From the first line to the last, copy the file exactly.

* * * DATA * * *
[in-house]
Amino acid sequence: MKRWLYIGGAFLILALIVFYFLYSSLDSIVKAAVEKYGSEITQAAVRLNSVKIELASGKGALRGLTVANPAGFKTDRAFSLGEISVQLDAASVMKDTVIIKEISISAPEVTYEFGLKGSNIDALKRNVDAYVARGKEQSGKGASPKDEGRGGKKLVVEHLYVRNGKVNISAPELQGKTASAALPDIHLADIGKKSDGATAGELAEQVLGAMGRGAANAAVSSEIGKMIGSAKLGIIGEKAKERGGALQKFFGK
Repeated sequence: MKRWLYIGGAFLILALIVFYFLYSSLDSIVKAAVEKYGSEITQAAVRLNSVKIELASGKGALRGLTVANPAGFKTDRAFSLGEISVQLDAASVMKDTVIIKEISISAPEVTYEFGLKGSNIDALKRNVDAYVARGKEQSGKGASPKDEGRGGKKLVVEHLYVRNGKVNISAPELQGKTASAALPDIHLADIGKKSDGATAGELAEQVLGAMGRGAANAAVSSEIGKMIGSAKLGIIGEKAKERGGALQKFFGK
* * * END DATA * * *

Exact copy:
[in-house]
Amino acid sequence: MKRWLYIGGAFLILALIVFYFLYSSLDSIVKAAVEKYGSEITQAAVRLNSVKIELASGKGALRGLTVANPAGFKTDRAFSLGEISVQLDAASVMKDTVIIKEISISAPEVTYEFGLKGSNIDALKRNVDAYVARGKEQSGKGASPKDEGRGGKKLVVEHLYVRNGKVNISAPELQGKTASAALPDIHLADIGKKSDGATAGELAEQVLGAMGRGAANAAVSSEIGKMIGSAKLGIIGEKAKERGGALQKFFGK
Repeated sequence: MKRWLYIGGAFLILALIVFYFLYSSLDSIVKAAVEKYGSEITQAAVRLNSVKIELASGKGALRGLTVANPAGFKTDRAFSLGEISVQLDAASVMKDTVIIKEISISAPEVTYEFGLKGSNIDALKRNVDAYVARGKEQSGKGASPKDEGRGGKKLVVEHLYVRNGKVNISAPELQGKTASAALPDIHLADIGKKSDGATAGELAEQVLGAMGRGAANAAVSSEIGKMIGSAKLGIIGEKAKERGGALQKFFGK